ETFs Are Really, Really Good, But Are Not Perfect

Watching and reading Herb Greenberg’s piece on Bond ETFs

The story relates to news from Blackrock about recently convincing an institution to move from individual bonds, to using iShares Bond ETFs.  The simplicity of use of ETFs, combined with the complexity of trading and managing bonds were drivers of the decision

Herb wonders out loud, how, what are the implications of taking something complicated and making it less complicated?  Specifically, he mentions, taking illiquid bonds, and “making” them liquid via ETFs, must have some downside, but Herb does not speculate on what that is.

The reason why, the institution would make the change gets to the heart of the innovation behind ETFs.  When you think about it, if you are a stock investor, ETFs are not that impressive.  You are used to the transparency of buying stocks; you are used to the benefits of exchange trading with limit orders, and various trading tools to help you manage costs and risks.

The real innovation was for mutual fund investors.  It was those investors who would from time to time ask, why can’t I make my trade now, or why can’t you tell me the price I am paying for your Fund, right now?  This is where ETFs provided their biggest benefit.  They took a product, mutual funds, which initially were accessed via “check and app”, and put the access and trading on the exchange.  You still get the benefits of a pooled investment product (and now with active ETFs, professional money management), but you also can buy or sell immediately and know the exact price, and still use the same trading tools that stock investors have enjoyed to manage costs and risks.

This is the same innovation in the bond space.  Trading bonds is not an easy process.  There isn’t a centralized exchange, and while there are many services that consolidate pricing, the best bond managers have the best bond trading desks, and the best bond traders have many contacts and deep relationships to get the best availability and pricing.

I think this institution is one of many that will make this decision.  In fact, as more capital moves to access bonds via ETFs, look for even more granularity in the bond strategies being offered in an ETF structure.

With all of that said, there can be some challenges trading bond ETFs.  Most notably is potential trading at premiums and discounts.  See the chart below for HYG.  As you can see, there are periods of time where the ETF is trading away from the indicative value.  Is that too much to stay away?  I don’t think so for two reasons, one, trading bonds is a bigger pain with much bigger cost challenges, and two, the indicative value isn’t always the best representation of the true value of the ETF.  This can be the case for international ETFs (where the underlying market isn’t open during US trading hours), or for products such as high yield, where you have a variety of prices, and often stale prices, that an indicative value cannot adequately capture.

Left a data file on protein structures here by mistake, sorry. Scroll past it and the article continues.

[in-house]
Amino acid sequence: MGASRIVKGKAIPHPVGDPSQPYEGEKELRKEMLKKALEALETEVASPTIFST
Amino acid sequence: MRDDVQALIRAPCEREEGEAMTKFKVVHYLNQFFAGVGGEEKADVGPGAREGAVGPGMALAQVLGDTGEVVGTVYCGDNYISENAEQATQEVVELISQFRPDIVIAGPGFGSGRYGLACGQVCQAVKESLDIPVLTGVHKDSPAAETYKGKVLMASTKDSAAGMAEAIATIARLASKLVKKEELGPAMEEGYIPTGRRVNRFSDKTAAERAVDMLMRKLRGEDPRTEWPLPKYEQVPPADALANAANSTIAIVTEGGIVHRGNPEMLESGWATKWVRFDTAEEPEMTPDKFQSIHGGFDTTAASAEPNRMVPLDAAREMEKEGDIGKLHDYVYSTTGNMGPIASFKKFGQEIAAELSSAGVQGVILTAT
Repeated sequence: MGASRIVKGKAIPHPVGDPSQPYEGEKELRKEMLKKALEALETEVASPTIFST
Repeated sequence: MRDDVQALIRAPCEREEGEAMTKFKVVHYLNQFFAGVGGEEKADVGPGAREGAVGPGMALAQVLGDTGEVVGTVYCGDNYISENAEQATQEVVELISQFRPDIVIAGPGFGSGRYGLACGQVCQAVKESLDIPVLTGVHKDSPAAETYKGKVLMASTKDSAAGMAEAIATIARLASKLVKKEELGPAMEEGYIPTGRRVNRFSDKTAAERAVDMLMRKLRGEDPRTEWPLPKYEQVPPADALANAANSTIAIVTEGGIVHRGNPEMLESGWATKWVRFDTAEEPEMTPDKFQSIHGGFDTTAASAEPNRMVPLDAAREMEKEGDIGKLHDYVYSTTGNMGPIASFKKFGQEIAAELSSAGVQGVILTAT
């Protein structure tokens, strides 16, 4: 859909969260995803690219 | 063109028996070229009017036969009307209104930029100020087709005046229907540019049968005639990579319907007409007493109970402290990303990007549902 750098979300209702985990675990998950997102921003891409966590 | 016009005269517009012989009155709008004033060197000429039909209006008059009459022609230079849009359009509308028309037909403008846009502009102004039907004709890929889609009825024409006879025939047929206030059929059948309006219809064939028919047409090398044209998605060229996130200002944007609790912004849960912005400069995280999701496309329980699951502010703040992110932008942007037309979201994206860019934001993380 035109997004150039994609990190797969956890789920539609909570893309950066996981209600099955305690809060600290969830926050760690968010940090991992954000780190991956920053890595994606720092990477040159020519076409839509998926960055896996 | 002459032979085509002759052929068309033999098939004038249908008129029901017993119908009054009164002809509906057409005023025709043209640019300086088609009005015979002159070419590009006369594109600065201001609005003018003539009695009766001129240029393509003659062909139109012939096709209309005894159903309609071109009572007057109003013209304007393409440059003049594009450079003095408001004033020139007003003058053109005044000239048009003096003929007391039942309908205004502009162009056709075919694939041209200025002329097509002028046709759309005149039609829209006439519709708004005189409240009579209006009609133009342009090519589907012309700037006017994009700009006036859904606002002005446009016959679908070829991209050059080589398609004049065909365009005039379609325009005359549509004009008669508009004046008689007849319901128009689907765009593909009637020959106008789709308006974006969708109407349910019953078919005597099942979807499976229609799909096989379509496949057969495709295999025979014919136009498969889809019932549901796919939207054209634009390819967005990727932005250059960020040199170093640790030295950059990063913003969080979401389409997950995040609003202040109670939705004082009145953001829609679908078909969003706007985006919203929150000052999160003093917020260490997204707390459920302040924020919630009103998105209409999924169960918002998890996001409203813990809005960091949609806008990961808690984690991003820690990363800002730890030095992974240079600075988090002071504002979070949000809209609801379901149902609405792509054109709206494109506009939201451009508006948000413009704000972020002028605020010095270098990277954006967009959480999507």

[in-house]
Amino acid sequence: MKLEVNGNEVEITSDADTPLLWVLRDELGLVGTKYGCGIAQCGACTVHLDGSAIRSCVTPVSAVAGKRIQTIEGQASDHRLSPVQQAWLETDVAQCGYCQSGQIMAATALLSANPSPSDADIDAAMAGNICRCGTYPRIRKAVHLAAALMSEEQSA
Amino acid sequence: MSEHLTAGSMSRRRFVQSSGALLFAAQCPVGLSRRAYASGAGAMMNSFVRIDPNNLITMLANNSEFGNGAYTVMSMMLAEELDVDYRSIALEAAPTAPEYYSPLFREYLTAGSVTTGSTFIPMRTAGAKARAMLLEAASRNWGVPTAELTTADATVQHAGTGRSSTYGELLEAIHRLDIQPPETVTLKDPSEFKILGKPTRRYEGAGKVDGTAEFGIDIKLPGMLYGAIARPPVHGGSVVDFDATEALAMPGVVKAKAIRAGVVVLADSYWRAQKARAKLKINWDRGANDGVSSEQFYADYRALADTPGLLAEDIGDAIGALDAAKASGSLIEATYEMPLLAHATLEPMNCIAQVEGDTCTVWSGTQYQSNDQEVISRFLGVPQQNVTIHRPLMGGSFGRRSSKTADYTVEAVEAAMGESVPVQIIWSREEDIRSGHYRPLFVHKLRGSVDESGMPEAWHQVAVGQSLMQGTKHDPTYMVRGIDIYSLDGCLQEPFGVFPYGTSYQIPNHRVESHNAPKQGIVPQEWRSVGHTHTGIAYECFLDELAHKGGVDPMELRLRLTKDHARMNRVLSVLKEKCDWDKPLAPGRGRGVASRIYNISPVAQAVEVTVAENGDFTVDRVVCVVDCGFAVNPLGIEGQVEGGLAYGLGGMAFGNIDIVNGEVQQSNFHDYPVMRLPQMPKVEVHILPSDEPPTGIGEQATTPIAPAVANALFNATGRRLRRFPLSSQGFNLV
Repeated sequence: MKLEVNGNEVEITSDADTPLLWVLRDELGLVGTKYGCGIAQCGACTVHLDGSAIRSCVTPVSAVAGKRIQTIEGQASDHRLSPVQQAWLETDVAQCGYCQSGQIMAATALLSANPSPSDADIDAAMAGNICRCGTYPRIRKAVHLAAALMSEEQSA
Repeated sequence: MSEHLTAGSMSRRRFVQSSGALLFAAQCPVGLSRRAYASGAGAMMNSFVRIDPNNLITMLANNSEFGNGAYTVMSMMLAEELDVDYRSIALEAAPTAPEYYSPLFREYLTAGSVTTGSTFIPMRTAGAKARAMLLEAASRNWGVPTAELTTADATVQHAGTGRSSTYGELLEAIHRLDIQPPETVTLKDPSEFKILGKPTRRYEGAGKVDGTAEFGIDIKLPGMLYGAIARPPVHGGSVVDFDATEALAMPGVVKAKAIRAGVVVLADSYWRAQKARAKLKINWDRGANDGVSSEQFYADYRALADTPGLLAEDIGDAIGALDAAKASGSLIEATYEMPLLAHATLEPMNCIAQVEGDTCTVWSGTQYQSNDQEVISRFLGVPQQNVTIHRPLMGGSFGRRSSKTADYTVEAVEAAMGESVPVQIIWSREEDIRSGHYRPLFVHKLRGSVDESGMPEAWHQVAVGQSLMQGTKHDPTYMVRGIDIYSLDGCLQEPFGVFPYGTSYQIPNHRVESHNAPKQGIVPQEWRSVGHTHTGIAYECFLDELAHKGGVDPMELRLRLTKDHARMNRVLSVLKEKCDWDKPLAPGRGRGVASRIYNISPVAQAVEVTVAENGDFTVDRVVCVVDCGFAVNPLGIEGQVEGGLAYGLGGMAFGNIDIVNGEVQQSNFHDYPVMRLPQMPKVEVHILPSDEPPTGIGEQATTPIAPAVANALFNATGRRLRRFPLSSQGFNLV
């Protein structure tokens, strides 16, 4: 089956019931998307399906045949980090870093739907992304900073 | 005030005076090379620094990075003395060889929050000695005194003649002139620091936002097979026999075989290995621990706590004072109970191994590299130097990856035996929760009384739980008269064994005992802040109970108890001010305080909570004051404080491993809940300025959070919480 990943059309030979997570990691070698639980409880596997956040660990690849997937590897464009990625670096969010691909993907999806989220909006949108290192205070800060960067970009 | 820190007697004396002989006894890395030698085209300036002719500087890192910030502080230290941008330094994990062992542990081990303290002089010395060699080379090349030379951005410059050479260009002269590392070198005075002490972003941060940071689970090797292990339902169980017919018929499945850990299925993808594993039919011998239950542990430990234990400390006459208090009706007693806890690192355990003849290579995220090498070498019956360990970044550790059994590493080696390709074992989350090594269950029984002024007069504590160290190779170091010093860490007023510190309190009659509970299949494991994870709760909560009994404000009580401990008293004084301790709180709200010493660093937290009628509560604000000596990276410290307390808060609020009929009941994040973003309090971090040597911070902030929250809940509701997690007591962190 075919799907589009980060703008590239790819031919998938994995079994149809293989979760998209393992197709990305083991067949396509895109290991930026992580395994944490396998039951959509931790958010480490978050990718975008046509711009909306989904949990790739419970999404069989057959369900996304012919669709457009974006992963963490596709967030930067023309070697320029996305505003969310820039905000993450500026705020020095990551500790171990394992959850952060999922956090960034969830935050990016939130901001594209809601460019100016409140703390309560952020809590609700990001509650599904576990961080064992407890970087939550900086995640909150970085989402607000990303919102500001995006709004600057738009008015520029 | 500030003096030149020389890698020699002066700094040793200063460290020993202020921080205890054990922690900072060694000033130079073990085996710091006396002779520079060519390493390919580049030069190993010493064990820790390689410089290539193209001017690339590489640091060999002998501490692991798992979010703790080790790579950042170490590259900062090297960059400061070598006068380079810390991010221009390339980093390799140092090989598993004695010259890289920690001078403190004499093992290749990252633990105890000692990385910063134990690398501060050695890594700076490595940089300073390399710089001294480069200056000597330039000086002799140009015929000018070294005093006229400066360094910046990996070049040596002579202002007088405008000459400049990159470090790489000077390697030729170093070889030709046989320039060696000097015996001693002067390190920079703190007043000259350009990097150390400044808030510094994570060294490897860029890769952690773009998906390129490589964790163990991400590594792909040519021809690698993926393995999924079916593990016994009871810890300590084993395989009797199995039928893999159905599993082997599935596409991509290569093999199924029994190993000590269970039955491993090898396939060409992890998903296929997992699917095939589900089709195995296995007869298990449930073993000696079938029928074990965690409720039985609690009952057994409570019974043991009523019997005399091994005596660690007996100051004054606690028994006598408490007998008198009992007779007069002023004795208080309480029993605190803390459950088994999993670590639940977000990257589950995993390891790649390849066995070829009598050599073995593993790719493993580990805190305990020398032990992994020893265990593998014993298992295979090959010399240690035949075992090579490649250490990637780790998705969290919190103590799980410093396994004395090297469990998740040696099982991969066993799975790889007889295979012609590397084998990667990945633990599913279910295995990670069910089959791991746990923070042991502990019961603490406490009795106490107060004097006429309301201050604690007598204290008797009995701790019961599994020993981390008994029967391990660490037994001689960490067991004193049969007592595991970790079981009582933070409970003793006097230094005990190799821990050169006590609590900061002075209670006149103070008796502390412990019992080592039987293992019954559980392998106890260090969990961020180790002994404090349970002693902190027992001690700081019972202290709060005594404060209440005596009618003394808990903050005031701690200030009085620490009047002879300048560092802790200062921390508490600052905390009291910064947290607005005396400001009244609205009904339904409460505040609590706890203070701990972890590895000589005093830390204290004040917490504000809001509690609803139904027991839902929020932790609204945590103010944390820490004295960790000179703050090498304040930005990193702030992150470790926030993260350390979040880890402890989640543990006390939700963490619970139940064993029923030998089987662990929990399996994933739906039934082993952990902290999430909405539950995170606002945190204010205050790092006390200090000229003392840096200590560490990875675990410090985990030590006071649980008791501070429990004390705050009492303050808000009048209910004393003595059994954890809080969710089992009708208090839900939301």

Selfishly speaking, I should say, you have less of the premium and discount issue, when you have a “select” basket of high yield bonds, such as one you might find in an actively managed ETF!

More On the Indicative Value

Keep in mind, indicative value, is a third party calculation disseminated every 15 seconds by the listing exchange for the ETF, and based on the underlying holdings.  So, for example, the indicative value for SPY is very easy to calculate, because the underlying stocks are liquid (and traded in the US).  As compared to an ETF like EFA, which is based on international stocks, the indicative value is not helpful, because the stocks are not trading during the most of the trading day of the US market.  The indicative value for a high yield ETF is somewhere in between – keep in mind (because of the “non-exchange” aspect of bonds), the pricing on bonds is not always that great for being used in an indicative calculation because some bonds won’t trade for days or weeks or months. (Especially good ones where people want to hold them to maturity).

You can view the indicative value for any ETF on Yahoo Finance using the following structure:

^ (Shift + 6), ETF Ticker, – (Dash), IV



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